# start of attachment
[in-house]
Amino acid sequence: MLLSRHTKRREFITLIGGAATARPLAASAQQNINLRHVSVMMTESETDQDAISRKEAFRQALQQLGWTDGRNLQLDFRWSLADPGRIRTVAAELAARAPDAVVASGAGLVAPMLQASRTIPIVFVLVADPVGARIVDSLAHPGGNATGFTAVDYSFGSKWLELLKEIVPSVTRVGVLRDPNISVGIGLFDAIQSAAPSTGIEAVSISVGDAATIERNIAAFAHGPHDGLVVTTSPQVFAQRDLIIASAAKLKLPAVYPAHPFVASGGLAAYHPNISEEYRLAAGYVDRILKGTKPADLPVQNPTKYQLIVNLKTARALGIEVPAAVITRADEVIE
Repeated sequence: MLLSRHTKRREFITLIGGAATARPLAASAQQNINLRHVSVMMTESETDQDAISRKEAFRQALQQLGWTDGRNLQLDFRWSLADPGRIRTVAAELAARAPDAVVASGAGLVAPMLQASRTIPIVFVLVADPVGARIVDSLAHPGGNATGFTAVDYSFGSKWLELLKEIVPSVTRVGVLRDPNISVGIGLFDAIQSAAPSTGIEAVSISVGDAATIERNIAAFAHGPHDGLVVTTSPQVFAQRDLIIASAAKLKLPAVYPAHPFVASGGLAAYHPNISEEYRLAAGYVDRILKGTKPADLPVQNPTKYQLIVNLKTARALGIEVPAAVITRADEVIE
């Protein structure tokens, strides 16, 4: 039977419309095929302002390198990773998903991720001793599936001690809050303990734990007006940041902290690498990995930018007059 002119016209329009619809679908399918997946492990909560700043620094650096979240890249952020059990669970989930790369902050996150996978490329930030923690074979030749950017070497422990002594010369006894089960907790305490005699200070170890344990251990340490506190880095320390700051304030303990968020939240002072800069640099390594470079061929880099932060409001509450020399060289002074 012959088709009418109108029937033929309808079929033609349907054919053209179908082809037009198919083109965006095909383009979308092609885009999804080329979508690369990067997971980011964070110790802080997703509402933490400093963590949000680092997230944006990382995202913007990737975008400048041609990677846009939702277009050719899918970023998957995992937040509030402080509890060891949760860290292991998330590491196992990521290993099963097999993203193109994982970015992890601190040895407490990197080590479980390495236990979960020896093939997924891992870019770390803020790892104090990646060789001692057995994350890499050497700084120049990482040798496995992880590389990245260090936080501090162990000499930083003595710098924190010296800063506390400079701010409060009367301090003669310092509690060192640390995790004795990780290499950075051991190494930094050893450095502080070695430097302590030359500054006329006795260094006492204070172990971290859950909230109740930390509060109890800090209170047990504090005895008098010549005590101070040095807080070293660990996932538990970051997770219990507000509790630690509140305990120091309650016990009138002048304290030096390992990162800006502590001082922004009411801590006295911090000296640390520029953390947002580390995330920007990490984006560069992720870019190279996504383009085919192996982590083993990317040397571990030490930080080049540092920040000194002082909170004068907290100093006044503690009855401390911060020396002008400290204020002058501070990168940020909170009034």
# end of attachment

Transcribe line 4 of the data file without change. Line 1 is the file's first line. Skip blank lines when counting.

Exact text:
């Protein structure tokens, strides 16, 4: 039977419309095929302002390198990773998903991720001793599936001690809050303990734990007006940041902290690498990995930018007059 002119016209329009619809679908399918997946492990909560700043620094650096979240890249952020059990669970989930790369902050996150996978490329930030923690074979030749950017070497422990002594010369006894089960907790305490005699200070170890344990251990340490506190880095320390700051304030303990968020939240002072800069640099390594470079061929880099932060409001509450020399060289002074 012959088709009418109108029937033929309808079929033609349907054919053209179908082809037009198919083109965006095909383009979308092609885009999804080329979508690369990067997971980011964070110790802080997703509402933490400093963590949000680092997230944006990382995202913007990737975008400048041609990677846009939702277009050719899918970023998957995992937040509030402080509890060891949760860290292991998330590491196992990521290993099963097999993203193109994982970015992890601190040895407490990197080590479980390495236990979960020896093939997924891992870019770390803020790892104090990646060789001692057995994350890499050497700084120049990482040798496995992880590389990245260090936080501090162990000499930083003595710098924190010296800063506390400079701010409060009367301090003669310092509690060192640390995790004795990780290499950075051991190494930094050893450095502080070695430097302590030359500054006329006795260094006492204070172990971290859950909230109740930390509060109890800090209170047990504090005895008098010549005590101070040095807080070293660990996932538990970051997770219990507000509790630690509140305990120091309650016990009138002048304290030096390992990162800006502590001082922004009411801590006295911090000296640390520029953390947002580390995330920007990490984006560069992720870019190279996504383009085919192996982590083993990317040397571990030490930080080049540092920040000194002082909170004068907290100093006044503690009855401390911060020396002008400290204020002058501070990168940020909170009034």